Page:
Methods

Data sources

Annual data on all-cause mortality and mortality due to MSK as underlying cause of death during 1986–2011 were obtained from the WHO mortality database (http://www.who.int/healthinfo/mortality_data/en/, accessed April 2016). This database provides annual data on underlying cause of death by age, sex, and cause of death as submitted by national death registration systems. International Classification of Diseases (ICD) codes were used to extract data on MSK mortality (ICD-8 and ICD-9 codes 710–740, and ICD-10 codes M00-M99). Several countries used different codes for MSK deaths which was taken into account in extracting the data. Due to low number of MSK deaths, we only included countries with more than one million population in 2010. In total, 58 countries (United Kingdom included as three countries: England & Wales, Northern Ireland, and Scotland) had required data for our analysis and were included. The application of ICD revisions varied across countries during the study period (Additional file 1: Table S1).

While there were no missing data for 49 countries, in 9 countries missing data points ranged from one in Kazakhstan and Dominican Republic to 6 in Panama resulting in a total of 42 missing values out of 3016 sex-country-year data points. Missing values were imputed using multiple imputation (10 imputations) applying Poisson regression model adjusted for year, sex, age group, and ICD revision with population as exposure (number of deaths was used as dependent variable). Population data by sex and age were obtained from the United Nations Population Prospects database (http://esa.un.org/unpd/wpp/). Moreover, we grouped these countries in 10 regions according to the United Nations Statistics Division (http://unstats.un.org/unsd/methods/m49/m49regin.htm): Asia (n = 7), Eastern Europe (n = 8), Northern Europe (n = 11), Southern Europe (n = 6), Western Europe (n = 6), Caribbean (n = 4), Central America (n = 4), South America (n = 8), North America (n = 2), and Oceania (n = 2).

Trend analysis

We computed age-standardized mortality rates per million population by means of direct standardization using the WHO Reference Population [15]. Age-standardized rates per million population were calculated for each country/region and year for each sex. We also computed women to men age-standardized rate ratio and its 95% confidence interval (CI). The percent change was calculated as the difference between the rate of 1986 and 2011 divided by the rate of 1986.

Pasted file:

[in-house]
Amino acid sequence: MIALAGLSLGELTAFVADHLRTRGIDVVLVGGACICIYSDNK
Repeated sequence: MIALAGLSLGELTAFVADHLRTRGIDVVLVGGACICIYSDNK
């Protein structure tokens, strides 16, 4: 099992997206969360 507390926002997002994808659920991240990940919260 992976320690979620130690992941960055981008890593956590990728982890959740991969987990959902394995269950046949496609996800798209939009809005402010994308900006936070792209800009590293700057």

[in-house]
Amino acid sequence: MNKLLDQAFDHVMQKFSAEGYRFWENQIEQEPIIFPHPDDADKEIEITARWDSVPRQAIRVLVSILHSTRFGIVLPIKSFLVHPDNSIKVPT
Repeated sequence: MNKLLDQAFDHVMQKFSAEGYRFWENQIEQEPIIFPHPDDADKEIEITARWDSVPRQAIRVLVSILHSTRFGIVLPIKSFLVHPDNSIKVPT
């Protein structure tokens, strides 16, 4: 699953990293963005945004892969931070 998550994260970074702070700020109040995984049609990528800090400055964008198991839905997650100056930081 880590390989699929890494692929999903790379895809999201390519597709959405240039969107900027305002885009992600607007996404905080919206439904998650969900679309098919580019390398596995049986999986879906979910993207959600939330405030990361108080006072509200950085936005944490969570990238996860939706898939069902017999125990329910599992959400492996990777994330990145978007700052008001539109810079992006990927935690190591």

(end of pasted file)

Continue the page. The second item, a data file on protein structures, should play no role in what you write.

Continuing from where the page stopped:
Temporal trends in age-standardized mortality rate were analyzed by joinpoint regression using the Joinpoint Regression Program version 4.2.0.2 from the Surveillance Research Program of the US National Cancer Institute (http://surveillance.cancer.gov/joinpoint). Joinpoint regression identifies points with a significant change in trend (“joinpoints”) and determined linear trends between joinpoints. In the software a series of permutation tests is applied to compute the number of joinpoints to best fit the data [16]. For each joinpoint an annual percentage change (APC) is estimated by fitting a regression line to the natural logarithm of the age-standardized rates, using calendar year as a predictor. The average annual percent change (AAPC) as the weighted average of APCs was computed to provide a summary measure of the trend for the whole time period [17]. Since recent trends are possibly the best predictor of mortality rates in coming years and also to avoid biases caused by differences in ICD revision, we additionally computed the percentage changes and AAPCs for period 2001–2011.

Between-country disparity

We used between-country variance (BCV) to examine the trend in absolute between-country disparity in MSK mortality. The BCV was calculated using following formula [18].
$$ B C V={\displaystyle \sum_{j=1}^J}{p}_j{\left({y}_j-\mu \right)}^2 $$

Where pj is country j’s proportion of the total population, y is country j’s age-standardized MSK mortality rate, and μ is the pooled age-standardized MSK mortality rate of all countries.

Gini coefficient was used for examining changes in relative between-country disparities. Gini coefficient is a commonly used disparity measure [18] and is based on the Lorenz curve which plots the cumulative share of population ranked by health variable, in an increasing order, against the cumulative share of health variable. The Gini coefficient is equal to twice the area between the Lorenz curve and diagonal. Its value ranges from 0 (perfect equality) to one (maximum possible inequality).

Decomposition analysis